Section 189 of the Criminal Procedure Act provides that a witness may avoid giving evidence or postpone when he or she gives evidence if s/he is able to present a ‘just excuse’. Similarly, section 6 of the Commissions Act, allows a witness to avoid giving evidence or postpone when he or she gives evidence by presenting ‘sufficient cause’.

The meaning of what is required by the Commissions Act (sufficient cause) is not well developed and will probably be informed by the jurisprudence under the Criminal Procedure Act – by what has come to be understood by a ‘just cause’. A ‘just excuse’ has been interpreted to mean that it must be ‘humanly intolerable’ to testify (see Attorney-General, Transvaal v Kader 1991 (2) SACR 669 (A)). I anticipate that if a witness would be in physical pain, or unable to focus because he or she will be unable to concentrate because of the condition itself or medication for that condition, a court or comission would accepted this as a satisfactory excuse.

Of course, a court or comission must also respect, at the very least, the right to dignity of the accused and especially his/her right not to be placed in jeopardy (because of a physical or mental condition) of incriminating him or herself – especially by disclosing a line of evidence that could lead to self-incrimination by indirect means. While direct self-incrimination is inadmissible in subsequent criminal proceedings, evidence which is discovered because of what an accused says (indirect evidence) is admissible in subsequent proceedings. Thus a witness needs to be alert and able to focus.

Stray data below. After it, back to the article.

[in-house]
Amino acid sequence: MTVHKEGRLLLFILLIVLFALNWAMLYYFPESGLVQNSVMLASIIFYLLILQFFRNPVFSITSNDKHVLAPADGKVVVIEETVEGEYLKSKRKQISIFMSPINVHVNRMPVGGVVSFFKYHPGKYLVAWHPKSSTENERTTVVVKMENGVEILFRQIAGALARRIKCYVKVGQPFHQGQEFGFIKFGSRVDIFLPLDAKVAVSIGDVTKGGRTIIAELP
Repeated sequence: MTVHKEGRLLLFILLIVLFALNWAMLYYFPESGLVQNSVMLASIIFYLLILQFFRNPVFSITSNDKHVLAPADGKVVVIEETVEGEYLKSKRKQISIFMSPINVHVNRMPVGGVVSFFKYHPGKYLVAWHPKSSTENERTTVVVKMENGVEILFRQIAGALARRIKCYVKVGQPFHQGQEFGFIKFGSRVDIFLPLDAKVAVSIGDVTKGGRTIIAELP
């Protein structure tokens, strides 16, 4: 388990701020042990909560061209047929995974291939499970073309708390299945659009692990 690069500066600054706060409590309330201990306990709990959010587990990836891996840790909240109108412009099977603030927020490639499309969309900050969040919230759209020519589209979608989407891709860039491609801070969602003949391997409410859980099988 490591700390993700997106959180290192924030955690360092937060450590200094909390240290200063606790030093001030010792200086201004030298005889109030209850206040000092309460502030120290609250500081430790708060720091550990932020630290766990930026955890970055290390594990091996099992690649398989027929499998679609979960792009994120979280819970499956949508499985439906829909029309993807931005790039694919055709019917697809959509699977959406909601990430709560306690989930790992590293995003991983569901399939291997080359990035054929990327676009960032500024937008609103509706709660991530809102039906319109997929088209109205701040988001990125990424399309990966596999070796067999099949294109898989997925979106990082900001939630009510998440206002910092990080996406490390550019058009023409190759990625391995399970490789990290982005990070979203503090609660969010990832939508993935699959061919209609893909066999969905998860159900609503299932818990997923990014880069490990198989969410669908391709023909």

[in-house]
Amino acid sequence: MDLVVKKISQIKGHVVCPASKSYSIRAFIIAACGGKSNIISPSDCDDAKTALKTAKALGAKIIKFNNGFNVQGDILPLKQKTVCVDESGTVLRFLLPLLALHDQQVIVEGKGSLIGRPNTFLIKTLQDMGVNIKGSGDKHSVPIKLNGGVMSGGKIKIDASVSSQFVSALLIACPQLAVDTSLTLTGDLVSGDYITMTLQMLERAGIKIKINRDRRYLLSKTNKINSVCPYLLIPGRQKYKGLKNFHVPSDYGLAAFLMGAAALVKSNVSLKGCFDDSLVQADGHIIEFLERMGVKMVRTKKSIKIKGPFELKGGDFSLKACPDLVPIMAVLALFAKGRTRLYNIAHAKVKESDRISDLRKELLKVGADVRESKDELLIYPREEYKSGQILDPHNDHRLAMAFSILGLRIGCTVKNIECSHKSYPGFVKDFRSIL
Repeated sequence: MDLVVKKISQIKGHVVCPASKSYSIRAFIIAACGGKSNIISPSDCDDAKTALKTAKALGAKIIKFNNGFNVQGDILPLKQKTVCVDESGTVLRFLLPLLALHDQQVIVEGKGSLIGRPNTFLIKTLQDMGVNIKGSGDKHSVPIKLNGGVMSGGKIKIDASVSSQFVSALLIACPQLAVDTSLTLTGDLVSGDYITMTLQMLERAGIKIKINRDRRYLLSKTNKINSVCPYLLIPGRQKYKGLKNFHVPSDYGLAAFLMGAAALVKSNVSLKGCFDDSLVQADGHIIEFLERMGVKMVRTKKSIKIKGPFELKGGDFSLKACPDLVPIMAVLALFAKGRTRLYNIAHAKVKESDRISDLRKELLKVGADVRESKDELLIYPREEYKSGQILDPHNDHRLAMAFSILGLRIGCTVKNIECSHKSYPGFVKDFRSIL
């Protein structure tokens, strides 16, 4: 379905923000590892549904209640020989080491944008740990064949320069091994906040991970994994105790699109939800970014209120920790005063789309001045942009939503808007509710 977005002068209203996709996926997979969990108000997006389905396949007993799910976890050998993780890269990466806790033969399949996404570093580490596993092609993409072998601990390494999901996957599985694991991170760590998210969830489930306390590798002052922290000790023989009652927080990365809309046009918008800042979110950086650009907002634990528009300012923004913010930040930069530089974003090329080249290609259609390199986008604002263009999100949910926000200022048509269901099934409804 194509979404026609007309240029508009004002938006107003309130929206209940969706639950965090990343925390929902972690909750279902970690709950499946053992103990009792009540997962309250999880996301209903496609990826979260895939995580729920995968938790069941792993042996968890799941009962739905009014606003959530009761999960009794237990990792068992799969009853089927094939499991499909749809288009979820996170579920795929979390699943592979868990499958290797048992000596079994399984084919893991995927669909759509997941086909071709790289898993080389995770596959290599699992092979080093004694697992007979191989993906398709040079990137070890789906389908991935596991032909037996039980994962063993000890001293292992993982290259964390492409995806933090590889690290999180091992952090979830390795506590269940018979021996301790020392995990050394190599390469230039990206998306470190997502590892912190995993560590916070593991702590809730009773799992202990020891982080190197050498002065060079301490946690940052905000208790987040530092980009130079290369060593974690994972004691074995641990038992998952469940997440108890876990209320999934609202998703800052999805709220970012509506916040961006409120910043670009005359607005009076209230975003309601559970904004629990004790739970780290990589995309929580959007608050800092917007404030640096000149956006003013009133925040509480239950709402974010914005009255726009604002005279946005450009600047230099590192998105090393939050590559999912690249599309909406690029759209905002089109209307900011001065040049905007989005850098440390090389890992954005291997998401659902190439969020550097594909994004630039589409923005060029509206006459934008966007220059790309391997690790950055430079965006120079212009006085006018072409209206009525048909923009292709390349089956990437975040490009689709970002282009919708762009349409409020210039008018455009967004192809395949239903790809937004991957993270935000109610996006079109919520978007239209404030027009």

However, the public’s right to know is gaining prominence (see R v Parker 1986 (2) SA 56 (RA) and S v Maduna 1978 (2) SA 777 (D) – cited in Kader (above)) in the factors that a court or commission will inevitable take into account. However, if another source of information is available, a court (or commission) may well accept a refusal to testify (see S v Cornelissen; Cornelissen v ‘Zeelie NO en Andere, 1994 (2) SACR 41 (W)).

In addition, a court or comission will inevitably also consider whether it can rely on the return of a witness who intends to leave the country.

Any court or comission may, of course, take other factors into account. Whatever one may think of the witness concerned, it would seem flippant to regard the decision to be made as simple.

James Grant

23 Jan 2020

You must be logged in to post a comment.